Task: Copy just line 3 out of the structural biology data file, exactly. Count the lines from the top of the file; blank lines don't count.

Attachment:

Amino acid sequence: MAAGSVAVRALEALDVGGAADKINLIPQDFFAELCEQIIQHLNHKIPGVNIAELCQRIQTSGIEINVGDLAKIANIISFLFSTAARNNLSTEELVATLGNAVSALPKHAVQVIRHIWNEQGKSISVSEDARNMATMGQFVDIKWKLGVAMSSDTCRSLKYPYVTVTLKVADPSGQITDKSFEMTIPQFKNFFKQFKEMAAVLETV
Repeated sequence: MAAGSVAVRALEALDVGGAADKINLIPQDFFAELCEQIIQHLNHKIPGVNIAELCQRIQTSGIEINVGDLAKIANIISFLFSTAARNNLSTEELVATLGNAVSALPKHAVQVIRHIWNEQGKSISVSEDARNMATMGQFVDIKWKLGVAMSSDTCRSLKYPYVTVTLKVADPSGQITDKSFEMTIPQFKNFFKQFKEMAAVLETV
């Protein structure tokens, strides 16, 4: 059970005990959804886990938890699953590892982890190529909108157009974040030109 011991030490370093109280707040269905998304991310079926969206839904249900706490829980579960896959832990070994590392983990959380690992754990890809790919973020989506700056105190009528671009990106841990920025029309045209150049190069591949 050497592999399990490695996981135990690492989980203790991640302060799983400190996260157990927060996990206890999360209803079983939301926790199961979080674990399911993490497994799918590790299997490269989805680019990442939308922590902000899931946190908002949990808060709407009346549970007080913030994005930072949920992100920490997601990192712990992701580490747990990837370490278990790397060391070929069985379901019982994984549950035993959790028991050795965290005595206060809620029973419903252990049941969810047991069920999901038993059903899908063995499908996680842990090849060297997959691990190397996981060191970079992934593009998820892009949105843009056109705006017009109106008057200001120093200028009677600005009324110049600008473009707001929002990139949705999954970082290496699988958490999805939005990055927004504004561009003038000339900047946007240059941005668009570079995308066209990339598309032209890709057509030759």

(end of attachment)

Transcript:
């Protein structure tokens, strides 16, 4: 059970005990959804886990938890699953590892982890190529909108157009974040030109 011991030490370093109280707040269905998304991310079926969206839904249900706490829980579960896959832990070994590392983990959380690992754990890809790919973020989506700056105190009528671009990106841990920025029309045209150049190069591949 050497592999399990490695996981135990690492989980203790991640302060799983400190996260157990927060996990206890999360209803079983939301926790199961979080674990399911993490497994799918590790299997490269989805680019990442939308922590902000899931946190908002949990808060709407009346549970007080913030994005930072949920992100920490997601990192712990992701580490747990990837370490278990790397060391070929069985379901019982994984549950035993959790028991050795965290005595206060809620029973419903252990049941969810047991069920999901038993059903899908063995499908996680842990090849060297997959691990190397996981060191970079992934593009998820892009949105843009056109705006017009109106008057200001120093200028009677600005009324110049600008473009707001929002990139949705999954970082290496699988958490999805939005990055927004504004561009003038000339900047946007240059941005668009570079995308066209990339598309032209890709057509030759």